For example, 20% of the patients that had a kidney transplant experience an episode of severe rejection within the first year of the transplant. For patients that have had a heart transplant, the percentage rises up to 40%.
So, how does it work? For printing this 3D human heart, human tissues are used as bioinks. A sample of cells is taken from the patient, and a 3D organ is printed with a personal hydrogel made from their own cells. This will potentially solve the rejection issue.
3D printing in medicine has been also used for developing new medicines. For instance, doctors can customize it instead of giving a one-size-fits-all medication. A team of researchers at the Mc Master University in Canada has been able to develop a rapid magnetic 3D bioprinting system. This system builds a replica of a cancerous tumor for a period of six hours. Their goal is to test different drugs and treatments in various doses to see which one works the best. After the lab testing, the patient will actually receive a tailor-made treatment program. This method would decrease the side-effects and increase the chances of survival.
3D printing is a very promising method for the health care system and for human lives.
- DLAD and LYNA
DLAD stands for a Deep Learning-based Automatic Detection algorithm. Researchers from Seoul National University Hospital and College of Medicine had developed the DLAD AI algorithm to analyze chest radiographs and detect abnormal cell growth, like potential cancers.
After this algorithm, a second one called LYNA (Lymph Node Assistant) was developed by researchers at Google AI Healthcare. This algorithm analyzes histology slides stained tissue samples in order to differentiate metastatic breast cancer tumors from lymph node biopsies. The LYNA algorithm can identify suspicious regions that are not distinguishable to the human eye in the biopsy samples. LYNA passed the tests on two data sets and showed 99% accuracy with cancerous and noncancerous samples. With LYNA’s help, the average slide review time is now halved.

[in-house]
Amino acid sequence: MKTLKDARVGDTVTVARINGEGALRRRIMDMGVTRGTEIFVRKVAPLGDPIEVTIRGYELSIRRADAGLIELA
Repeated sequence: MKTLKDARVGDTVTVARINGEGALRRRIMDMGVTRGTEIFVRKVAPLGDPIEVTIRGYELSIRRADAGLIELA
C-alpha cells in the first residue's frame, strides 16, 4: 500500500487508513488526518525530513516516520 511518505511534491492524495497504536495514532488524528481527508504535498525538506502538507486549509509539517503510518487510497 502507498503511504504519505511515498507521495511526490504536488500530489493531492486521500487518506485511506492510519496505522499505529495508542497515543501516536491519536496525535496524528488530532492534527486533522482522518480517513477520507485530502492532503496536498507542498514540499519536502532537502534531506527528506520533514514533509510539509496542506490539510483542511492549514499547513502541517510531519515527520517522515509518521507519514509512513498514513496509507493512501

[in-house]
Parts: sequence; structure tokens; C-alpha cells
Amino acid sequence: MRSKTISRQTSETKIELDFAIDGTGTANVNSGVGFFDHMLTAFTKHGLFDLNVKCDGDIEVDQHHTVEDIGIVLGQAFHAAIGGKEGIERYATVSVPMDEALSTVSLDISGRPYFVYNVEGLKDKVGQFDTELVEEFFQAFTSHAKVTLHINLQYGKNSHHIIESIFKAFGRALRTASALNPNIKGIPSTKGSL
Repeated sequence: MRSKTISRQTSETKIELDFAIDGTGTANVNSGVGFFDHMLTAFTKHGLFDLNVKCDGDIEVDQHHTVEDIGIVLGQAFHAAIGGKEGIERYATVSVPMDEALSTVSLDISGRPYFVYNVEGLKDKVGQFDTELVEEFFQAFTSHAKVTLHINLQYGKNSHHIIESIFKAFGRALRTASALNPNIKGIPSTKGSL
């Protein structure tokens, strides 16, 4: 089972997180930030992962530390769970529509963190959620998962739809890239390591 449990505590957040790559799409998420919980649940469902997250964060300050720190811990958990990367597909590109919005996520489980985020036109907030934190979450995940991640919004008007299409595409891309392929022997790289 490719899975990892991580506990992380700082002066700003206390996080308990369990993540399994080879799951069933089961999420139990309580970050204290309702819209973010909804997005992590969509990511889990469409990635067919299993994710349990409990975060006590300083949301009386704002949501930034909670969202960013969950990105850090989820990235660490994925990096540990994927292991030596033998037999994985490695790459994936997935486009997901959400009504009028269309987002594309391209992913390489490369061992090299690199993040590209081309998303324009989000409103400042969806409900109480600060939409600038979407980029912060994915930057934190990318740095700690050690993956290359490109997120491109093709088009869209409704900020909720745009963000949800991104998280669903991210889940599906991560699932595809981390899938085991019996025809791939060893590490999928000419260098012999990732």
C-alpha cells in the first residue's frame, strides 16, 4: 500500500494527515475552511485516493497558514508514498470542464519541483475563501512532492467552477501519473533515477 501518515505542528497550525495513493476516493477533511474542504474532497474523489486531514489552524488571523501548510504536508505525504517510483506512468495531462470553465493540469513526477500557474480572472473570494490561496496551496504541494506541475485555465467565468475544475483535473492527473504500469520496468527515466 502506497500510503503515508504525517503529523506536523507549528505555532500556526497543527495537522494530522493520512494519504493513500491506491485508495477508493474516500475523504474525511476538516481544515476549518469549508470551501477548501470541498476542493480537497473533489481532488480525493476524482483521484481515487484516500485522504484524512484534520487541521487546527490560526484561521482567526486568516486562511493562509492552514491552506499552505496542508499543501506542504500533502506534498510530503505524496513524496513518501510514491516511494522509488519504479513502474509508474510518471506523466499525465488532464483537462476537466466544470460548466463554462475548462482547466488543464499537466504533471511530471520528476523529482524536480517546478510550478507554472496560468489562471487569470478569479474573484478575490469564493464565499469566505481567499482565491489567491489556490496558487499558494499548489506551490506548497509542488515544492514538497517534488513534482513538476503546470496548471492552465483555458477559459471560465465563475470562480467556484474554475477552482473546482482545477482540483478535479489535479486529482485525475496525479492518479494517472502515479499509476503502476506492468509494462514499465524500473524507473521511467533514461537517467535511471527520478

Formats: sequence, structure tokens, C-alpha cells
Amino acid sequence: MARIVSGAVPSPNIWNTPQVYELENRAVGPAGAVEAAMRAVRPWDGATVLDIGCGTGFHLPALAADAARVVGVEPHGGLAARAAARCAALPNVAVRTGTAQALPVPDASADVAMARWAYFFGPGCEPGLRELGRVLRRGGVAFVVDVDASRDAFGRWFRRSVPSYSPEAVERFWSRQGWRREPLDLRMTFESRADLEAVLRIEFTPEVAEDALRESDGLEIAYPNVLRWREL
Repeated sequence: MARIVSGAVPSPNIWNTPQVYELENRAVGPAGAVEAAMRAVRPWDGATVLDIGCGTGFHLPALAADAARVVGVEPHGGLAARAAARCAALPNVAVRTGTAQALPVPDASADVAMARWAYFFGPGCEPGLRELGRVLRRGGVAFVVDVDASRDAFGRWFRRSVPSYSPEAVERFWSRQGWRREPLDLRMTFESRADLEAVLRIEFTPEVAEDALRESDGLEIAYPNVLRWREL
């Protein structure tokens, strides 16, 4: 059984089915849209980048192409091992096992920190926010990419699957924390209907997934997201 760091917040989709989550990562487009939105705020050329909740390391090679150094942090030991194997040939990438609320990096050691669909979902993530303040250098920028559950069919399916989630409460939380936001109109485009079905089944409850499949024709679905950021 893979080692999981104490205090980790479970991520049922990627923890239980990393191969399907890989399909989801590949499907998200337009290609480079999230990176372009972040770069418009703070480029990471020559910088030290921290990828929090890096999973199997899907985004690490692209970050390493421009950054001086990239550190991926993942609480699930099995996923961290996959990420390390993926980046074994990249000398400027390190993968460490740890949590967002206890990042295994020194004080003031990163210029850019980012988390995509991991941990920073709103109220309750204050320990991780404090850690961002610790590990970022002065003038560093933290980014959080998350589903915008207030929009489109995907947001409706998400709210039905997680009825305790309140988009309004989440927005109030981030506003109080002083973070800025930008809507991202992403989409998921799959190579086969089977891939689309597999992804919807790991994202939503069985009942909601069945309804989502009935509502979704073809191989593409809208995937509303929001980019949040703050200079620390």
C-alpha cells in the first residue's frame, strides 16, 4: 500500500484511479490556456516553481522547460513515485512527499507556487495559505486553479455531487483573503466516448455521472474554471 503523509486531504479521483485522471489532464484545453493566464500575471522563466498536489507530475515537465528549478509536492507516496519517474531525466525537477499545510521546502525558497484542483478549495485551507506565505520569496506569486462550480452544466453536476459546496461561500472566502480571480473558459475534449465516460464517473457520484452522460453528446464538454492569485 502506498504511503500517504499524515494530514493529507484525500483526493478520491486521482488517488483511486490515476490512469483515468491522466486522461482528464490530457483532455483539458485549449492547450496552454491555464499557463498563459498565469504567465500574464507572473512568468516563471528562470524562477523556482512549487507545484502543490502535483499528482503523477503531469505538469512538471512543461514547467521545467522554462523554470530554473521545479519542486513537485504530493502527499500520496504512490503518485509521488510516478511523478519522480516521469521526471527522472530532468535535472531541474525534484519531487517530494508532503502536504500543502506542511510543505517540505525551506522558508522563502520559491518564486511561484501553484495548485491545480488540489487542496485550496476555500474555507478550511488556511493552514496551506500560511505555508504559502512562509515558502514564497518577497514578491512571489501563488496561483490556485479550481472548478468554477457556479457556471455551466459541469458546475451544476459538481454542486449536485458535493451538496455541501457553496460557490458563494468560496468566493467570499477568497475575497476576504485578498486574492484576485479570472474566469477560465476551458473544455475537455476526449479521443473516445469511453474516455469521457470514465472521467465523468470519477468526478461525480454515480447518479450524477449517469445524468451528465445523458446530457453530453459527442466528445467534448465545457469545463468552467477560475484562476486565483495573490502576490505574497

It is predicted that the role of artificial intelligence in medicine will continue to grow drastically. But experts and researchers warn that the growth must be step by step, since the machines’ “brains” are not thinking logically like the human brains.
The key to creating an algorithm that will be functional and practical in medicine is a real understanding of the possibilities by physicians. As much as the algorithm might seem perfect, errors are always possible that can be solved and improved by the widespread audience. Setting up stable relationships between doctors that have the knowledge and the programmers that create the algorithms, it will be less likely for an algorithm to learn to make incorrect choices.
Implementing artificial intelligence in medicine is a real challenge, but it is worth trying in order to increase the accuracy and efficiency of medical practices for numerous diseases.
The only question that can’t be answered yet is, How much longer can we possibly extend human lives by replacing body parts?